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The Birth of the Herd

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Abstract One of the most significant contributions of archaeology to the studies of human-animal relations is the concept of the “domestication” of non-human animals. Domestication is often seen as a specific human-animal relation that explains the ways people and animals interact. However, I argue, that “domestication” does not explain anything but has to be explained or “reassembled” by focusing on the many historically specific ways human and animals live together. Thus, the paper tackles the emergence of a “herd”, an assembly of animals, humans and things that appeared in the Neolithic, by following the ways the different agencies—human, animal, material and composite—are involved in the creation of new sociality. Living with animals is always already a material practice. It includes material culture, bodies, gestures, actions, habits, and body skills. It requires new practices and skills of flocking, herding, closing, observing, separating, amassing, and forming a queue; skills to be learned and employed by the participants. However, numerous resistances and translations are encountered and employed along the way, changing everybody in the process. In this way new bodies and persons—human and animal—are created, ultimately leading to the “herd”, a new way of association of animals, people, and things. From this perspective the agency and power is distributed and not confined to one species or group. There is no single locus of power and agency and no hegemony or “domination” but power and resistance that works from everywhere. Living with animals is not a matter of management, control or domination, but it is about making hybrid society work, a matter of politics, for all the parties involved.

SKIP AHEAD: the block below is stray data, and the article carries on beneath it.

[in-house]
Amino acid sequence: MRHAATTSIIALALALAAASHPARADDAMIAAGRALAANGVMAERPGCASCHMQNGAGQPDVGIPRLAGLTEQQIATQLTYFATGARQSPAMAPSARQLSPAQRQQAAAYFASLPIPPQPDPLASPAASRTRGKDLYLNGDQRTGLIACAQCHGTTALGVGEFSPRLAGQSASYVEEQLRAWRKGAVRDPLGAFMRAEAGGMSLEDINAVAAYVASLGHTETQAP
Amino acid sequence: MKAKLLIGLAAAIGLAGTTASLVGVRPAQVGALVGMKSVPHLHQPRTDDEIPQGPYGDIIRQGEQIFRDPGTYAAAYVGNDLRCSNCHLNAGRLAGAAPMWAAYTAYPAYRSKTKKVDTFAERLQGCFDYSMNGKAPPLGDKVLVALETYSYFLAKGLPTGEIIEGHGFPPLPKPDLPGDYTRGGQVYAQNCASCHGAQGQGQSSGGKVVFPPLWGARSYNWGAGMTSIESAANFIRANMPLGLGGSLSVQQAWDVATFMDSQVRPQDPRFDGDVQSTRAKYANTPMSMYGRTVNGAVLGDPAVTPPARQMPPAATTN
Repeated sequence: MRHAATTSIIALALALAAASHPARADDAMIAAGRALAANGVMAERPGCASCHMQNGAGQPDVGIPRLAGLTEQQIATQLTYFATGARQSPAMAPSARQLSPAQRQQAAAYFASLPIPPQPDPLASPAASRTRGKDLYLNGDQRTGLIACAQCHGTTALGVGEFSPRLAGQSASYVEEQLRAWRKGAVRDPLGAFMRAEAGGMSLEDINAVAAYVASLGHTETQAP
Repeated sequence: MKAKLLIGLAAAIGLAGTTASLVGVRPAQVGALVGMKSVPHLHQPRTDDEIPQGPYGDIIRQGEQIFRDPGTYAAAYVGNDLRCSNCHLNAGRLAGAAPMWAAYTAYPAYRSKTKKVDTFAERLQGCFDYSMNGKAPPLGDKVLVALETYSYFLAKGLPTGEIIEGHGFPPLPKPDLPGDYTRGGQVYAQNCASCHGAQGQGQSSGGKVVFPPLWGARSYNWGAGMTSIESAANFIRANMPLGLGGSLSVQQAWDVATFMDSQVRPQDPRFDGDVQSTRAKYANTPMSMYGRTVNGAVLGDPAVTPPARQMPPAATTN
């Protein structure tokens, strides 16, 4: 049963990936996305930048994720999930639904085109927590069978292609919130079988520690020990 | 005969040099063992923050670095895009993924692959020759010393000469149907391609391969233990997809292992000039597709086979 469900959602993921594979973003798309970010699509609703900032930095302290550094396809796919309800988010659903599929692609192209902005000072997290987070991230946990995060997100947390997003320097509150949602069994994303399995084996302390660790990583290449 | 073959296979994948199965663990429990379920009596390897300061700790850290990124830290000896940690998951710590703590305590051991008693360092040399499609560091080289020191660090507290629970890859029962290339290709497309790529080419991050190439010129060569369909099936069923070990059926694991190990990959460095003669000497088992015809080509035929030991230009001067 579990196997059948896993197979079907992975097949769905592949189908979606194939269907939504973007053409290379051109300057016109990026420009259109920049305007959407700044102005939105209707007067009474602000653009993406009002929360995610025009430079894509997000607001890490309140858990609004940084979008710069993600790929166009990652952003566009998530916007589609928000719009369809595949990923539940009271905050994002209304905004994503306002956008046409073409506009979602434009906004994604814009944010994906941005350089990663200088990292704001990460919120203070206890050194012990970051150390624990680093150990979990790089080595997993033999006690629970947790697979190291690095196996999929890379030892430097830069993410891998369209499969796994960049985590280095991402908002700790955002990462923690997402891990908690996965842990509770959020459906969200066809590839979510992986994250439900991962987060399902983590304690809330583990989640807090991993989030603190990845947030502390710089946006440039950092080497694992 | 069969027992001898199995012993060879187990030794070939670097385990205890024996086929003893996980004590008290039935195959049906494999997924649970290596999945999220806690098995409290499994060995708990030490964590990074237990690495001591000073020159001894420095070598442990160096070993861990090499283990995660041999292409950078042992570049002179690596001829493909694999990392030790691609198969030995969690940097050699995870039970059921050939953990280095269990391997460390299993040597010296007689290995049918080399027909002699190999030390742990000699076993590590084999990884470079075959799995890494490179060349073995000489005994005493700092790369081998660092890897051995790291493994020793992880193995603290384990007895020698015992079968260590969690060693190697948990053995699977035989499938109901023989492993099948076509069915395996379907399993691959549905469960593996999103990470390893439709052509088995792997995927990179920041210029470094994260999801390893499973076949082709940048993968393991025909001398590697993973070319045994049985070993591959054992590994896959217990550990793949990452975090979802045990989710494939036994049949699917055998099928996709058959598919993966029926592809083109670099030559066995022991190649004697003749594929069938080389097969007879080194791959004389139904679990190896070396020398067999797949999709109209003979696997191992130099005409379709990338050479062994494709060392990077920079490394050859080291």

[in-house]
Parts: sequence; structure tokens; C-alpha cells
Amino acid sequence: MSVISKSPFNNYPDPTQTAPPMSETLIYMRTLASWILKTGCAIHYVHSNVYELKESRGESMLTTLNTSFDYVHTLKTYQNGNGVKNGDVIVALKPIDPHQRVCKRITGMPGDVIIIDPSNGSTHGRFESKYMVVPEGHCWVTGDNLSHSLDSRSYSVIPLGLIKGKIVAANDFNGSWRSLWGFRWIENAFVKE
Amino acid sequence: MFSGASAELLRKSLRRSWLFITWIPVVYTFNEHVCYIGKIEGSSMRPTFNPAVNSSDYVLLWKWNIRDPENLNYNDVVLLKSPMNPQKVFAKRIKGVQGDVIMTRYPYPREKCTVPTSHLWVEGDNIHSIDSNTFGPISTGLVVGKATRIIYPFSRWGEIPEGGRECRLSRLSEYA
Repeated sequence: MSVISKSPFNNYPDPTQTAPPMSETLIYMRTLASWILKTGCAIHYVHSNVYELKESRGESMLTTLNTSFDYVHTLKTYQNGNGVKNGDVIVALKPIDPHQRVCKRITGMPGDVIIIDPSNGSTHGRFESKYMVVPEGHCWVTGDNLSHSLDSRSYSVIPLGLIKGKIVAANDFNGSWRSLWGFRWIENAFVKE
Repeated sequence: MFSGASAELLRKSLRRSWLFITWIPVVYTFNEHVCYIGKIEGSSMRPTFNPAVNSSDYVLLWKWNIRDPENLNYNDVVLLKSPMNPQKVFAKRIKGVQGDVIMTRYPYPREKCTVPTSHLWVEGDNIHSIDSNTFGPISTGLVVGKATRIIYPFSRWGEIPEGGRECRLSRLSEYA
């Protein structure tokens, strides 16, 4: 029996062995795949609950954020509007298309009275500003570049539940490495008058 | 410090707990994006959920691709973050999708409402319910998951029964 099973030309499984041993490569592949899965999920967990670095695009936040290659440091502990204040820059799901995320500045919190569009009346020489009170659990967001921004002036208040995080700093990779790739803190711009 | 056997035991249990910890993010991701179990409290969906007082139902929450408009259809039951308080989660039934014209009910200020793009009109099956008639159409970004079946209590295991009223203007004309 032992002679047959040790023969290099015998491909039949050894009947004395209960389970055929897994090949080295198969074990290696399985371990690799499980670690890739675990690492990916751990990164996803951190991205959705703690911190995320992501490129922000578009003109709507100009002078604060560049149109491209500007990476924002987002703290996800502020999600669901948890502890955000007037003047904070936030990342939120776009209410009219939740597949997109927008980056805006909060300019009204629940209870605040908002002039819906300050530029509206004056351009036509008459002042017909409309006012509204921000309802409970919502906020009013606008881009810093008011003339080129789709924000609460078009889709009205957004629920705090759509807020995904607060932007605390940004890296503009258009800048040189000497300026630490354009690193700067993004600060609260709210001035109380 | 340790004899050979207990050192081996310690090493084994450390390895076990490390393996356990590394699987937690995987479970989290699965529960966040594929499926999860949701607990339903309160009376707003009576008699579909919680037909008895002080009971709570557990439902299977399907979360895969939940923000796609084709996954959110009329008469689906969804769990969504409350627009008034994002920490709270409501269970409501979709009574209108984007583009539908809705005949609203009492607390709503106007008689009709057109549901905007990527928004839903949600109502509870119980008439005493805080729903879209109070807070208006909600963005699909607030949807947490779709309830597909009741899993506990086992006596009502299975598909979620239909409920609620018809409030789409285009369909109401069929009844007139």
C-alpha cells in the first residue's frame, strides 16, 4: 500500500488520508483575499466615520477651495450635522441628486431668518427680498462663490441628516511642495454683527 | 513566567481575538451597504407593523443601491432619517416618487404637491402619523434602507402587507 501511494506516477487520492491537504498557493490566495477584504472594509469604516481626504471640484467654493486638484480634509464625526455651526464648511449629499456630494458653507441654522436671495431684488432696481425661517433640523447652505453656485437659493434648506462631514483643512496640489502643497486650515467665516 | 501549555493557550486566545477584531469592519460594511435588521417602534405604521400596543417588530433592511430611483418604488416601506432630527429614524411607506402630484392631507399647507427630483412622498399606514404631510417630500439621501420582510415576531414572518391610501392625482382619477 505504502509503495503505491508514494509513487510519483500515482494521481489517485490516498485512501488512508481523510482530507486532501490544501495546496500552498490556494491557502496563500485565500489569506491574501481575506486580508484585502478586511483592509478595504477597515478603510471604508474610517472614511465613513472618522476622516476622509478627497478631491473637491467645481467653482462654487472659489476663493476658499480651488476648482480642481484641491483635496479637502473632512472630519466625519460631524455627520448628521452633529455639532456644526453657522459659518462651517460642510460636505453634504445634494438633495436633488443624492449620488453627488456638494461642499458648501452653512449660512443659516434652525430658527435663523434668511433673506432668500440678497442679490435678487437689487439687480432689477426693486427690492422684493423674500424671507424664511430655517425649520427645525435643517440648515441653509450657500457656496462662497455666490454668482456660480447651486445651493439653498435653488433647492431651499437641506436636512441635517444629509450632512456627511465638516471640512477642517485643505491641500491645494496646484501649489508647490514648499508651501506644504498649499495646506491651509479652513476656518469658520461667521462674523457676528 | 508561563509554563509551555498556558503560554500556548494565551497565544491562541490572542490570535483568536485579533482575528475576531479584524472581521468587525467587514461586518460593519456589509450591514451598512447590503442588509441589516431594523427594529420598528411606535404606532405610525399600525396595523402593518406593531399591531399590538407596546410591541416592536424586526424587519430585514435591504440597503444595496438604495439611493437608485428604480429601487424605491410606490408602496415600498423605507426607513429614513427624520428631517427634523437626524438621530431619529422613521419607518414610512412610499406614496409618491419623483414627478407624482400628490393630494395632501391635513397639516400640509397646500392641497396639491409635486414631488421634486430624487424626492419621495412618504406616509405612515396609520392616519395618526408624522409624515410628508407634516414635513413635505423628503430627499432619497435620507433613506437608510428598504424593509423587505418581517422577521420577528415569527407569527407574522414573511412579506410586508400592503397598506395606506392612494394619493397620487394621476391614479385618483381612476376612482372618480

Affiliations: 1: University of Ljubljana


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